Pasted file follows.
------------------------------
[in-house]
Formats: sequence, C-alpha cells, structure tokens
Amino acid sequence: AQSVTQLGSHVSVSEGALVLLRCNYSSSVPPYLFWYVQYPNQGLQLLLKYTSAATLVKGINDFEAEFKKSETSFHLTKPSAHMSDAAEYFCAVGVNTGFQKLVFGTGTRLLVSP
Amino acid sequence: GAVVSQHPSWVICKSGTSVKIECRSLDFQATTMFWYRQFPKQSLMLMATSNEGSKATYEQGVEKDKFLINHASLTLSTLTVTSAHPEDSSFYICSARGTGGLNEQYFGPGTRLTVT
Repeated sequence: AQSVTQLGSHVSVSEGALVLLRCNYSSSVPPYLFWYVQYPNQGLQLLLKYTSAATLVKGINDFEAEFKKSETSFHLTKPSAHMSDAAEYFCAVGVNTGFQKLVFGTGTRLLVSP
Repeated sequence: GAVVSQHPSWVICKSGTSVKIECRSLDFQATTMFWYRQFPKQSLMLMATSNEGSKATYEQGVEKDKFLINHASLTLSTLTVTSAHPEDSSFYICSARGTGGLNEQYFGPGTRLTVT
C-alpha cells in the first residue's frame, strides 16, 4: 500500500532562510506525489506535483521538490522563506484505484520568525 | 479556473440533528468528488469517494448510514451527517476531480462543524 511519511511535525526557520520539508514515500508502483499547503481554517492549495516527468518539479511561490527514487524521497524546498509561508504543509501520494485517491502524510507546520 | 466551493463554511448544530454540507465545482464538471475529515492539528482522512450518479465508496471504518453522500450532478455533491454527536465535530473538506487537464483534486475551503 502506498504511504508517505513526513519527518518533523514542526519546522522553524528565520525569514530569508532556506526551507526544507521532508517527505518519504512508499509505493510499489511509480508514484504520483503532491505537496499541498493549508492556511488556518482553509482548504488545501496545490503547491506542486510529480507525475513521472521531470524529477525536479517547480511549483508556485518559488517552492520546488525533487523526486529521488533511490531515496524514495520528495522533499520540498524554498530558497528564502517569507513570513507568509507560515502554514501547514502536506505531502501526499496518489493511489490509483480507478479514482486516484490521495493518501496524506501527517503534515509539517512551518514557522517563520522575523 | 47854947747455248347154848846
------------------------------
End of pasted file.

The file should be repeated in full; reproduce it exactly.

[in-house]
Formats: sequence, C-alpha cells, structure tokens
Amino acid sequence: AQSVTQLGSHVSVSEGALVLLRCNYSSSVPPYLFWYVQYPNQGLQLLLKYTSAATLVKGINDFEAEFKKSETSFHLTKPSAHMSDAAEYFCAVGVNTGFQKLVFGTGTRLLVSP
Amino acid sequence: GAVVSQHPSWVICKSGTSVKIECRSLDFQATTMFWYRQFPKQSLMLMATSNEGSKATYEQGVEKDKFLINHASLTLSTLTVTSAHPEDSSFYICSARGTGGLNEQYFGPGTRLTVT
Repeated sequence: AQSVTQLGSHVSVSEGALVLLRCNYSSSVPPYLFWYVQYPNQGLQLLLKYTSAATLVKGINDFEAEFKKSETSFHLTKPSAHMSDAAEYFCAVGVNTGFQKLVFGTGTRLLVSP
Repeated sequence: GAVVSQHPSWVICKSGTSVKIECRSLDFQATTMFWYRQFPKQSLMLMATSNEGSKATYEQGVEKDKFLINHASLTLSTLTVTSAHPEDSSFYICSARGTGGLNEQYFGPGTRLTVT
C-alpha cells in the first residue's frame, strides 16, 4: 500500500532562510506525489506535483521538490522563506484505484520568525 | 479556473440533528468528488469517494448510514451527517476531480462543524 511519511511535525526557520520539508514515500508502483499547503481554517492549495516527468518539479511561490527514487524521497524546498509561508504543509501520494485517491502524510507546520 | 466551493463554511448544530454540507465545482464538471475529515492539528482522512450518479465508496471504518453522500450532478455533491454527536465535530473538506487537464483534486475551503 502506498504511504508517505513526513519527518518533523514542526519546522522553524528565520525569514530569508532556506526551507526544507521532508517527505518519504512508499509505493510499489511509480508514484504520483503532491505537496499541498493549508492556511488556518482553509482548504488545501496545490503547491506542486510529480507525475513521472521531470524529477525536479517547480511549483508556485518559488517552492520546488525533487523526486529521488533511490531515496524514495520528495522533499520540498524554498530558497528564502517569507513570513507568509507560515502554514501547514502536506505531502501526499496518489493511489490509483480507478479514482486516484490521495493518501496524506501527517503534515509539517512551518514557522517563520522575523 | 47854947747455248347154848846